This silent sentinel of the plains was a stopping place for the hardy men and women who came from their eastern homes to find wealth and fortune in the boundless West. And the entire length of the Santa Fe Trail, noted for its historic points of interest, affords no spot that has woven around it more real history of the early days than this gigantic rock formation.
Before the advent of the white man, it marked a way for the Indians in their periodical migrations from what is now Southern Kansas to the valley of the Platte river in Nebraska. For years and years, Pawnee Rock was a point at which the Comanche, Kiowa, Arapahoe and Cheyenne Indians held their councils of war and peace. Within the shadow of Pawnee Rock many famous Indian battles were fought, battles that never found a place in United States history, but were described by noble warriors of the Plains who took part in them.
Countless bones and arrowheads have been dug out of the soil in the vicinity of the Rock and they bear witness to the bloody history that was made before civilization claimed it for the abode of the whiteman.
The exact origin of the name “Pawnee Rock,” is lost in antiquity. However, Gen. Phillips St. George Cooke, who knew the plains, said the name originated at a battle fought between the Pawnees and the Commanches. The year was 1832. Besieged by the Commanche hostilities, the Pawnees took refuge in almost impregnable crevices of the bluff only to find themselves entirely without water. As their thirst became unendurable, the Pawnees, rather than risk a flight to the river, slaughtered their ponies. For days they withheld the Commanches until, crazed by thirst, they decided to try and cut their way to water. Their attempt failed and they were slaughtered to a man.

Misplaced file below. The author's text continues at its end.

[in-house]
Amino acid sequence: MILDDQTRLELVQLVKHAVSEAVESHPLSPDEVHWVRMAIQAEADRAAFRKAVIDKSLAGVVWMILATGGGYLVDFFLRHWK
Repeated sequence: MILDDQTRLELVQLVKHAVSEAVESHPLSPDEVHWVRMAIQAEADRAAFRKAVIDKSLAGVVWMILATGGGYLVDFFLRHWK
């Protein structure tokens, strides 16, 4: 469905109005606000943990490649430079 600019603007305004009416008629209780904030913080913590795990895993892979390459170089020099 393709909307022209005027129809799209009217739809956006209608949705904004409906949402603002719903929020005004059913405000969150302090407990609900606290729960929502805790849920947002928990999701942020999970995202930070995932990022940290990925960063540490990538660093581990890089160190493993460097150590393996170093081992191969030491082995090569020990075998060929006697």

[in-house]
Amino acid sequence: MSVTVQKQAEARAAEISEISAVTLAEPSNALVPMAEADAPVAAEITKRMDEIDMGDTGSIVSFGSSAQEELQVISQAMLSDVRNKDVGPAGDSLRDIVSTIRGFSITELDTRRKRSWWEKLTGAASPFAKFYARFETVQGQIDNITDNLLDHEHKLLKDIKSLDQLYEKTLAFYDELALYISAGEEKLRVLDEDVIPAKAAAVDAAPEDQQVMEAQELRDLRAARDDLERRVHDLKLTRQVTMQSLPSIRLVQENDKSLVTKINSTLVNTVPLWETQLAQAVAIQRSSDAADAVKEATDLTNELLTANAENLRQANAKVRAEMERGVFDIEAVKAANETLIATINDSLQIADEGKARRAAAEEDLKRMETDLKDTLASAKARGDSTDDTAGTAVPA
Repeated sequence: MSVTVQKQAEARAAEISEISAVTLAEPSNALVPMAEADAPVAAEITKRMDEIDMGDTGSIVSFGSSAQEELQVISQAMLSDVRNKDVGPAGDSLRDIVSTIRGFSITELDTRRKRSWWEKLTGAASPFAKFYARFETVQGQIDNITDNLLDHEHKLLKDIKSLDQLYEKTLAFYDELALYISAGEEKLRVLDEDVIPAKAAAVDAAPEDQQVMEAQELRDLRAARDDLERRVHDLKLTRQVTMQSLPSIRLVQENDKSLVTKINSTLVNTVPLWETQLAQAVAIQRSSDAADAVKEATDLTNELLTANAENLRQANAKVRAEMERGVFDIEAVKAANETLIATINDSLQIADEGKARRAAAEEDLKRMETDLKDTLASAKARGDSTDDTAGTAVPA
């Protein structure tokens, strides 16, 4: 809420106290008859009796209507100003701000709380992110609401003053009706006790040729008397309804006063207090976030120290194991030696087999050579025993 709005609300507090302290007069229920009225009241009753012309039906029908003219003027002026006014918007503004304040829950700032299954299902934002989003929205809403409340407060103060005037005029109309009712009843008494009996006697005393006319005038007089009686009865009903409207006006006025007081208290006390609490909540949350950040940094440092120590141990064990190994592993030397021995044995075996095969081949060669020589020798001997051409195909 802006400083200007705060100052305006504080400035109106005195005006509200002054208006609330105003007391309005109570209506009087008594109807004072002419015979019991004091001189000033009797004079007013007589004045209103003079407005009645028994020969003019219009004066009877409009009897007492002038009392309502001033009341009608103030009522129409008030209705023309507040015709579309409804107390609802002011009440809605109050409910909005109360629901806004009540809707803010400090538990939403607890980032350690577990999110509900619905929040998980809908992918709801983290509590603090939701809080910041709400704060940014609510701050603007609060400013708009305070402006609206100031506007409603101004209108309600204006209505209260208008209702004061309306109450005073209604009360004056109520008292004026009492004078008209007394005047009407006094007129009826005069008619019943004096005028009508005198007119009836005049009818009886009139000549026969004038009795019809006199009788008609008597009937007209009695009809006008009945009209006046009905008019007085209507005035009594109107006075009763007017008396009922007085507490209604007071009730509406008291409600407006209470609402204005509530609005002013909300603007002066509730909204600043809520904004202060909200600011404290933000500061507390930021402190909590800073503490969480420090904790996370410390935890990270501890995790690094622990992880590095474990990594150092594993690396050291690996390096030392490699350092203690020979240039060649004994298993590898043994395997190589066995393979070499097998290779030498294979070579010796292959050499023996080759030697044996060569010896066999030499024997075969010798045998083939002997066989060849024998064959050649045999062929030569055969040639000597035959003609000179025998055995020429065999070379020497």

The Commanches, touched by this display of intestinal fortitude, erected on the Rock’s summit a tall pyramid of stones in commemoration of their late enemies. For years, according to legend, the mound of stones remained surrounded by the bleaching skeletons of the brave Pawnees. Hence, the name “Pawnee Rock.”
As the lumbering conestogas began to push westward along the trail, the pioneers began to use the Rock as a giant “guest book,” carving their names in every conceivable nook and cranny of the bluff’s face.
As rails and spikes of the Santa Fe Railroad inched their way across the Great Plains of Kansas in 1872, the town of Pawnee Rock sprouted and grew. The town lies at the foot of the historic sandstone cliff from which the town derived its name. The town grew in population and soon became incorporated.
Today visitors can climb to the top of Pawnee Rock and gaze out over the Great Plains as travelers along the trail once did. Signage provides information about the land formation and how it once looked.
Address: One-half mile north of Pawnee Rock, Kansas.